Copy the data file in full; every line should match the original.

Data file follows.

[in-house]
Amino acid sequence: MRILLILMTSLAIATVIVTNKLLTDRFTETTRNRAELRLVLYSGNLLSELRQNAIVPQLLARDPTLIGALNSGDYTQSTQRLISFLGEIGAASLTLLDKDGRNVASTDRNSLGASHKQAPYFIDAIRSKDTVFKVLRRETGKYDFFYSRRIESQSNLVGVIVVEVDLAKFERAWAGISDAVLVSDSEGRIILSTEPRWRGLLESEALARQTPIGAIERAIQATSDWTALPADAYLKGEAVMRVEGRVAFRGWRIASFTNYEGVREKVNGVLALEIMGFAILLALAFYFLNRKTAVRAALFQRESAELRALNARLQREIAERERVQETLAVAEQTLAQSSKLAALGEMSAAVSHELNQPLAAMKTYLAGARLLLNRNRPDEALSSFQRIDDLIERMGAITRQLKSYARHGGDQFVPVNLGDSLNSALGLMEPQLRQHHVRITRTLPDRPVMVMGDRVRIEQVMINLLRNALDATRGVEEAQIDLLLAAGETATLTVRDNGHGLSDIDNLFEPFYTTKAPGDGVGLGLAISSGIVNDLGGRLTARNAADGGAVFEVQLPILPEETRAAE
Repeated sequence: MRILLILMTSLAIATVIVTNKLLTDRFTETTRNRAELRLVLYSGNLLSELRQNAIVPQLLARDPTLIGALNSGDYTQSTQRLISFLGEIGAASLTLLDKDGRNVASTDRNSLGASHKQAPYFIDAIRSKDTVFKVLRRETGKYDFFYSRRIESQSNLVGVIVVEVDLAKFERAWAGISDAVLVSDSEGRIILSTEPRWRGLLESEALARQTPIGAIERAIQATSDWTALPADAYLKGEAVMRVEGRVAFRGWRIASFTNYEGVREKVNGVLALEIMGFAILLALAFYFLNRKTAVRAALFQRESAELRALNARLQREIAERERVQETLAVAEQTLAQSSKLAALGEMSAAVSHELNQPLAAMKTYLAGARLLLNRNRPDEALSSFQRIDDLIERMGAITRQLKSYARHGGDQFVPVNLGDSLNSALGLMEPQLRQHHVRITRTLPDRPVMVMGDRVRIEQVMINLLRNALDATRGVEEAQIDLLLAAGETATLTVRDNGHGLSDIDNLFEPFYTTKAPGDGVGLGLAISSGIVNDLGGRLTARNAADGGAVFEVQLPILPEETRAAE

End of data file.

[in-house]
Amino acid sequence: MRILLILMTSLAIATVIVTNKLLTDRFTETTRNRAELRLVLYSGNLLSELRQNAIVPQLLARDPTLIGALNSGDYTQSTQRLISFLGEIGAASLTLLDKDGRNVASTDRNSLGASHKQAPYFIDAIRSKDTVFKVLRRETGKYDFFYSRRIESQSNLVGVIVVEVDLAKFERAWAGISDAVLVSDSEGRIILSTEPRWRGLLESEALARQTPIGAIERAIQATSDWTALPADAYLKGEAVMRVEGRVAFRGWRIASFTNYEGVREKVNGVLALEIMGFAILLALAFYFLNRKTAVRAALFQRESAELRALNARLQREIAERERVQETLAVAEQTLAQSSKLAALGEMSAAVSHELNQPLAAMKTYLAGARLLLNRNRPDEALSSFQRIDDLIERMGAITRQLKSYARHGGDQFVPVNLGDSLNSALGLMEPQLRQHHVRITRTLPDRPVMVMGDRVRIEQVMINLLRNALDATRGVEEAQIDLLLAAGETATLTVRDNGHGLSDIDNLFEPFYTTKAPGDGVGLGLAISSGIVNDLGGRLTARNAADGGAVFEVQLPILPEETRAAE
Repeated sequence: MRILLILMTSLAIATVIVTNKLLTDRFTETTRNRAELRLVLYSGNLLSELRQNAIVPQLLARDPTLIGALNSGDYTQSTQRLISFLGEIGAASLTLLDKDGRNVASTDRNSLGASHKQAPYFIDAIRSKDTVFKVLRRETGKYDFFYSRRIESQSNLVGVIVVEVDLAKFERAWAGISDAVLVSDSEGRIILSTEPRWRGLLESEALARQTPIGAIERAIQATSDWTALPADAYLKGEAVMRVEGRVAFRGWRIASFTNYEGVREKVNGVLALEIMGFAILLALAFYFLNRKTAVRAALFQRESAELRALNARLQREIAERERVQETLAVAEQTLAQSSKLAALGEMSAAVSHELNQPLAAMKTYLAGARLLLNRNRPDEALSSFQRIDDLIERMGAITRQLKSYARHGGDQFVPVNLGDSLNSALGLMEPQLRQHHVRITRTLPDRPVMVMGDRVRIEQVMINLLRNALDATRGVEEAQIDLLLAAGETATLTVRDNGHGLSDIDNLFEPFYTTKAPGDGVGLGLAISSGIVNDLGGRLTARNAADGGAVFEVQLPILPEETRAAE